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Online social media are changing the face of politics in the United States. Beginning with a strong theoretical foundation grounded in political, communications and psychology literature, Tweeting to Power examines the effect of online social media on how people come to learn, understand and engage in politics. Gainous and Wagner propose that platforms such as Facebook and Twitter offer the opportunity for a new information flow that is no longer being structured and limited by the popular media. Television and newspapers, which were traditionally the sole or primary gatekeeper, can no longer limit or govern what information is exchanged. By lowering the cost of both supplying the information and obtaining it, social networking applications have recreated how, when and where people are informed. To establish this premise, Gainous and Wagner analyze multiple datasets, quantitative and qualitative, exploring and measuring the use of social media by voters and citizens as well as the strategies and approaches adopted by politicians and elected officials. They illustrate how these new and growing online communities are new forums for the exchange of information that is governed by relationships formed and maintained outside traditional media. Using empirical measures, they prove both how candidates utilize Twitter to shape the information voters rely upon and how effective this effort was at garnering votes in the 2010 congressional elections. With both theory and data, Gainous and Wagner show how the social media revolution is creating a new paradigm for political communication and shifting the very foundation of the political process.

The Only Constant Is Change

Technology, Political Communication, and Innovation Over Time

Author: Ben Epstein

Publisher: Oxford University Press

ISBN: 0190699000

Category: Political Science

Page: 272

View: 2685

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Over the course of American political history, political elites and organizations have often updated their political communications strategies in order to achieve longstanding political communication goals in more efficient or effective ways. But why do successful innovations occur when they do, and what motivates political actors to make choices about how to innovate their communication tactics? Covering over 300 years of political communication innovations, Ben Epstein shows how this process of change happens and why. To do this, Epstein, following an interdisciplinary approach, proposes a new model called "the political communication cycle" that accounts for the technological, behavioral, and political factors that lead to revolutionary political communication changes over time. These changes (at least the successful ones) have been far from gradual, as long periods of relatively stable political communication activities have been disrupted by brief periods of dramatic and permanent transformation. These transformations are driven by political actors and organizations, and tend to follow predictable patterns. Epstein moves beyond the technological determinism that characterizes communication history scholarship and the medium-specific focus of much political communication work. The book identifies the political communication revolutions that have, in the United States, led to four, relatively stable political communication orders over history: the elite, mass, broadcast, and (the current) information orders. It identifies and tests three phases of each revolutionary cycle, ultimately sketching possible paths for the future. The Only Constant is Change offers readers and scholars a model and vocabulary to compare political communication changes across time and between different types of political organizations. This provides greater understanding of where we are currently in the recurring political communication cycle, and where we might be headed.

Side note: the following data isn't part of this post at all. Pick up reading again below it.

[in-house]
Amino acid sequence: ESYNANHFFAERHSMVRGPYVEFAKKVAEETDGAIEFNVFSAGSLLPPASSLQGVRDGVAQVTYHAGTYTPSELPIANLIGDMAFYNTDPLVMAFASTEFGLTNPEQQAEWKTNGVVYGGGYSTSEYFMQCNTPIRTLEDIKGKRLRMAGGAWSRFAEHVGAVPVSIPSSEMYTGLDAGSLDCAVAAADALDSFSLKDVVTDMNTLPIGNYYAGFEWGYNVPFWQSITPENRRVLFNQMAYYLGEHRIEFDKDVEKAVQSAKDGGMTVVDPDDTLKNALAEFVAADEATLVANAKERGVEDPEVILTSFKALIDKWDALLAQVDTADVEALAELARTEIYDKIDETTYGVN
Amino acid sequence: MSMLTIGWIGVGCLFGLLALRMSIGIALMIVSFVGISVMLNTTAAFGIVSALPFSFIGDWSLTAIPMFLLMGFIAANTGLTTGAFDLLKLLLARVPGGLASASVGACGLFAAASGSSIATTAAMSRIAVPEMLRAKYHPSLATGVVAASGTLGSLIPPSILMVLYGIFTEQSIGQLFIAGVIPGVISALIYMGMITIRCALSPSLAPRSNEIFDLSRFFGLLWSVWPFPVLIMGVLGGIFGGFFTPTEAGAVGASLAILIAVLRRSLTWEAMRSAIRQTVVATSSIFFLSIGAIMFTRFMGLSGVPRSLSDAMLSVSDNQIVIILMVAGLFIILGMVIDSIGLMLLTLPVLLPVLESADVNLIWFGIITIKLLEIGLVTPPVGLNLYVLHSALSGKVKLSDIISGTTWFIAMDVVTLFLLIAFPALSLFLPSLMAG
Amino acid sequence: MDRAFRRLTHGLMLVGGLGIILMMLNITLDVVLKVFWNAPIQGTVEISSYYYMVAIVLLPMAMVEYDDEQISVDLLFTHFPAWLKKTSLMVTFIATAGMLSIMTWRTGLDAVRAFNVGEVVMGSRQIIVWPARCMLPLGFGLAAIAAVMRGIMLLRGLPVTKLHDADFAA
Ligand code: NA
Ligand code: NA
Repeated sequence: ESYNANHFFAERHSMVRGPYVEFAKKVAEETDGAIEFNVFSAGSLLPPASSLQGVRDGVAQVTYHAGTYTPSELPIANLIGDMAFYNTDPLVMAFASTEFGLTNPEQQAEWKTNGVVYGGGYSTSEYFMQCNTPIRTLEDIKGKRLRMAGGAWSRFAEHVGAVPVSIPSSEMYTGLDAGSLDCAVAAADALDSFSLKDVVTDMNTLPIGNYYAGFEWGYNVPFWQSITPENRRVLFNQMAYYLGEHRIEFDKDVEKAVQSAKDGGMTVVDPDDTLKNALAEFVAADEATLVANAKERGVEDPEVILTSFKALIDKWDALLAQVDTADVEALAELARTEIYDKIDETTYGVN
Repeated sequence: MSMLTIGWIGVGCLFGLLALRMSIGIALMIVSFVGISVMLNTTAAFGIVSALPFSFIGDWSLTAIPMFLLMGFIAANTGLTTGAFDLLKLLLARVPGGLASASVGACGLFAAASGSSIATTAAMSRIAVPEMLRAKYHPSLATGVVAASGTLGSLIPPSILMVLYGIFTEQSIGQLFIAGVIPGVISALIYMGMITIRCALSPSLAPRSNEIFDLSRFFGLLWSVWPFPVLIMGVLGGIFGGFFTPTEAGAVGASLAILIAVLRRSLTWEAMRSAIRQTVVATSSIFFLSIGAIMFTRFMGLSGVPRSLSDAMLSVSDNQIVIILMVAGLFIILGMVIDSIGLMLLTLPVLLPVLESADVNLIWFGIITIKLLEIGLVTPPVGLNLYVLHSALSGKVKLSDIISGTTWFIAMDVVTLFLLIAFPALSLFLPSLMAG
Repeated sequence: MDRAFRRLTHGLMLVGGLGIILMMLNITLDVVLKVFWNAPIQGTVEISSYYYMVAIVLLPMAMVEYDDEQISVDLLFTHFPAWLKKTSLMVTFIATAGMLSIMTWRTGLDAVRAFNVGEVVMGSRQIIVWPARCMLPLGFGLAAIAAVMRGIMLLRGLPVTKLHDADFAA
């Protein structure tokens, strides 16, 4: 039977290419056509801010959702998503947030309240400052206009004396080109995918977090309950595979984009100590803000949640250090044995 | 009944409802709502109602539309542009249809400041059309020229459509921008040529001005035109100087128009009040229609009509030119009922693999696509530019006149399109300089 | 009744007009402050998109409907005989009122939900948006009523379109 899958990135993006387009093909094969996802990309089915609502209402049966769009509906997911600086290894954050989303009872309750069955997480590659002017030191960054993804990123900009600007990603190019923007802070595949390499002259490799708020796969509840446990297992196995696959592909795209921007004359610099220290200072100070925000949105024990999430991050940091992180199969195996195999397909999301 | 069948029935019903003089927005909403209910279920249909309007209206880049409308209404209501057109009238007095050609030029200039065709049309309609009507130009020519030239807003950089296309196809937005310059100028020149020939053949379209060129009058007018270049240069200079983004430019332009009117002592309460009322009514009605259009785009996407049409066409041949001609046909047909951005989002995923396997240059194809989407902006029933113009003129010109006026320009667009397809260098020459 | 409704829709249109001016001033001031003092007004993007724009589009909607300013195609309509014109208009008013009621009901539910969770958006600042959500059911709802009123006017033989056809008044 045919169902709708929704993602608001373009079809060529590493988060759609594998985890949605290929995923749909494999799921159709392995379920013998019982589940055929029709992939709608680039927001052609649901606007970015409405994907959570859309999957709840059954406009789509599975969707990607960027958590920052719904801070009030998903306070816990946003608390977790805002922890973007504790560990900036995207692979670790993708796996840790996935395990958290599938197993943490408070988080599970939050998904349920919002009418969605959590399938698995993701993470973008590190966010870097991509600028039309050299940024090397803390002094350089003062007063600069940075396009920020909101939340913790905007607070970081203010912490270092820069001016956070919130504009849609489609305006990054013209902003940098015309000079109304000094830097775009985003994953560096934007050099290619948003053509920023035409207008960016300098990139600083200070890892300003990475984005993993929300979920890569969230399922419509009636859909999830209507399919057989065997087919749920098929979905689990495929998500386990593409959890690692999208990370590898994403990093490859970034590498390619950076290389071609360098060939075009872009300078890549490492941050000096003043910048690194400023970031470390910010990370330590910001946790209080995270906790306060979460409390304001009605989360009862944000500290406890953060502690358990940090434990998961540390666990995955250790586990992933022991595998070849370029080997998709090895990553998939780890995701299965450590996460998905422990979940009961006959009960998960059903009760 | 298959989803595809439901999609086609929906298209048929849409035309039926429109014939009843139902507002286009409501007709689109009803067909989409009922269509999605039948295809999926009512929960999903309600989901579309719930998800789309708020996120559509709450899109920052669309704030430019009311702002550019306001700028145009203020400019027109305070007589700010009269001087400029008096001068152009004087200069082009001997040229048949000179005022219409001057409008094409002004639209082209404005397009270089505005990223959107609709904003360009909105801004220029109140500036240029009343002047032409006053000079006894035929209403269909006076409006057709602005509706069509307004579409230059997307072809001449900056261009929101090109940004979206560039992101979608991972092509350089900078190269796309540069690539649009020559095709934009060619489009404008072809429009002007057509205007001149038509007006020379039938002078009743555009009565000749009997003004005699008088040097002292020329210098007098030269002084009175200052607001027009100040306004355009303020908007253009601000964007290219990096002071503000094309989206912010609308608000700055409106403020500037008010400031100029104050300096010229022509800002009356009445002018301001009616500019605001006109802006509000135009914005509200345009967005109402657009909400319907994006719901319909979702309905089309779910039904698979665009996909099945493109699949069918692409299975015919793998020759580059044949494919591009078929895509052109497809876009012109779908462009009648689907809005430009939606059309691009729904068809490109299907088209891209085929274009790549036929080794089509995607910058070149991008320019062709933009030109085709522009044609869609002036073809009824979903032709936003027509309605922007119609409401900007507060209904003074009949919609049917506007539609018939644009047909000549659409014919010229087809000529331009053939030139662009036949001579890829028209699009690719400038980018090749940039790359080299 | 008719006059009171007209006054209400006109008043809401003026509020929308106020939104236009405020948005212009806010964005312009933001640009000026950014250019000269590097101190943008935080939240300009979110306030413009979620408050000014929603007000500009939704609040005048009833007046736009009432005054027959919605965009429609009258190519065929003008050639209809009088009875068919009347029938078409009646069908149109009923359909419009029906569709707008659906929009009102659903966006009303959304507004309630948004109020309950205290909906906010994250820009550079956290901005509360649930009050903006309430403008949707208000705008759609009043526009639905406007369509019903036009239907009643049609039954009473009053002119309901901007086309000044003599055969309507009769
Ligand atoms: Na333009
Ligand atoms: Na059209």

Affective Publics

Sentiment, Technology, and Politics

Author: Zizi Papacharissi

Publisher: Oxford University Press

ISBN: 0190243031

Category: Political Science

Page: 176

View: 9930

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Over the past few decades, we have witnessed the growth of movements using digital means to connect with broader interest groups and express their points of view. These movements emerge out of distinct contexts and yield different outcomes, but tend to share one thing in common: online and offline solidarity shaped around the public display of emotion. Social media facilitate feelings of engagement, in ways that frequently make people feel re-energized about politics. In doing so, media do not make or break revolutions but they do lend emerging, storytelling publics their own means for feeling their way into events, frequently by making those involved a part of the developing story. Technologies network us but it is our stories that connect us to each other, making us feel close to some and distancing us from others. Affective Publics explores how storytelling practices facilitate engagement among movements tuning into a current issue or event by employing three case studies: Arab Spring movements, various iterations of Occupy, and everyday casual political expressions as traced through the archives of trending topics on Twitter. It traces how affective publics materialize and disband around connective conduits of sentiment every day and find their voice through the soft structures of feeling sustained by societies. Using original quantitative and qualitative data, Affective Publics demonstrates, in this groundbreaking analysis, that it is through these soft structures that affective publics connect, disrupt, and feel their way into everyday politics.